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Looking forward to Christmas. Christ is a Man of Color, Judged and Tried in His Living. The Intangible Treasure of All humanity. True Jesus. True Justice.

Dr. Olga Nickole Kuyan

17 Dec 2021


Anthony Ray Hinton. True Justice. Just Mercy. Have you watched, red, listened to, perceived?
On behalf of humanity we beg his pardon. His thirty years spent between life and death are our best treasure, the intangible treasure of all humanity. Without him we are without a source of many wonderful things. His thirty years were not vain. His thirty years are saints to us. And our gratitude to Brayan Stevenson, EJI, is endless.
We feel ashamed in front of Anthony and only today we can raise our eyes and look him in the face. Because today is a Novena. We are waiting for the birth of Christ. Despite the fact that in recent years the holiday of Jesus' birth has been superimposed on the consumerist Christmas, an "important" but meaningless holiday. Despite the fact that in Europe it was forbidden to say "Christmas" and even to call oneself Maria. We're waiting for Christ, for Light, for Love, for Hopeness. And Maria is our Mother.
We "take Christmas seriously" and devote attention to this occasion, trying to go beyond rituality, system and ideology.
We go to meet Jesus Christ. Our Jesus Christ is a man of color, sentenced to death, lynched, killed, that one of Equal Justice Initiative (EJI). EJI researchers documented 4075 racial terror lynchings of African Americans in Alabama, Arkansas, Florida, Georgia, Kentucky, Louisiana, Mississippi, North Carolina, South Carolina, Tennessee, Texas, and Virginia between 1877 and 1950—at least 800 more lynchings of Black people in these states than previously reported in the most comprehensive work done on lynching to date.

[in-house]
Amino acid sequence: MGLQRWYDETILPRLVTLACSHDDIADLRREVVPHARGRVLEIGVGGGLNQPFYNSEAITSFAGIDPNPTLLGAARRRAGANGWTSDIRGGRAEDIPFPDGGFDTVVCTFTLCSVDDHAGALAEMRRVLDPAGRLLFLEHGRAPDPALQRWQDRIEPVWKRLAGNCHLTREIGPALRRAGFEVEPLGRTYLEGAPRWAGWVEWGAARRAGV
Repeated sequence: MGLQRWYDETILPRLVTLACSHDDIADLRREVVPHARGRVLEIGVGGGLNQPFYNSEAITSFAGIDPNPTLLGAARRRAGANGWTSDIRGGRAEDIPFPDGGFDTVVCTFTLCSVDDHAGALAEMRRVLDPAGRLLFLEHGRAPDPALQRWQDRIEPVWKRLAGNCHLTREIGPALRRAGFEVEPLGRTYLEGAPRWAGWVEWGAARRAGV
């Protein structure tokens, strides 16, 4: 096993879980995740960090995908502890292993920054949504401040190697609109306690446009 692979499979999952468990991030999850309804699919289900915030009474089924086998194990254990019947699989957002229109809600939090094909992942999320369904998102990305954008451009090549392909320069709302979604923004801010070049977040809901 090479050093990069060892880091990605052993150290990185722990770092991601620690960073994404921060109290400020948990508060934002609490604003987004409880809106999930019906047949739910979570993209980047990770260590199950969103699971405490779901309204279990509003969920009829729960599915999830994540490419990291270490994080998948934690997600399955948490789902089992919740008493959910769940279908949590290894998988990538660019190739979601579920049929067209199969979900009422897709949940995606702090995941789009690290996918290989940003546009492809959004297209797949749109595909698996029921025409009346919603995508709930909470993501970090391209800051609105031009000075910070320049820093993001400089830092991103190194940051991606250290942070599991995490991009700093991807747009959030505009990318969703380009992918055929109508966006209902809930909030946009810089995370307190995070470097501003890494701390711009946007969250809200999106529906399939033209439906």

Yeah, our Christ is a man of color. Jesus likely had a darker complexion than we imagine. Princeton biblical scholar James Charlesworth goes so far as to say Jesus was “most likely dark brown and sun-tanned.” "Jesus of Nazareth likely had a darker complexion than we [in the West tend to] imagine, not unlike the olive skin common among Middle Easterners today," wrote social psychologist and theologian Christena Cleveland in Christianity Today in 2016. The earliest depictions of an adult Jesus showed him with an “Oriental cast” and a brown complexion.
Not only is white Jesus inaccurate, he also can inhibit our ability to honor the image of God in people who aren’t white. Many critics claim that the Eurocentric representation of Jesus has been used to perpetuate white supremacy and reinforce racist stereotypes that deify whiteness while demonizing Black individuals. The white washing set the stage for the justification that Jesus stood with the powerful rather than the disenfranchised. We will never agree on the fact that Jesus was white. Nor will we agree that race is completely inconsequential. Race has been used as a construct to subvert and deny the rights of generations of peoples and that matters. Race is still used–whether explicitly or not–to justify the murder of Black and Brown people, and that matters.
So yes, understanding that Christ was NOT a white man who stood for status and abuses of power matters. Actually, it does more than matter; it is imperative.
Jesus Christ came to liberate humanity’s minds, bodies and souls. He came to teach us to do unto others as we would have done unto us. He came to show us that we should stand with the oppressed and never allow injustices to go unnoticed. Understanding what he looked like while he did it is not an inconsequential thing in a world where skin color has literally meant the difference between life and death.
When it is said to a man of color: look that you have court judgment for death penalty, handsome - handsome, sitting in the center of a state's criminal justice system like a king on the throne, then this one - if he tries to have faith - does one thing before others: he begins to list what matters and what doesn't matter; and he decides to write to Jesus .. as the last hope .. as if he were the Supreme Court .. Maybe he no longer has hope in the human justice system..
And he writes:

"Dear Jesus ...
I really don't believe in our Christmases at all: on the contrary, I think it is a profanation of what Christmas really means, constellations of lights go crazy through cities and towns to the point of blocking the view of the sky. Ours are cities without sky. For a long time now! It is a world without childhood. We are all old and tired. No one is born here anymore: there are no more children among us. We are all tired: a whole world of old and tired people.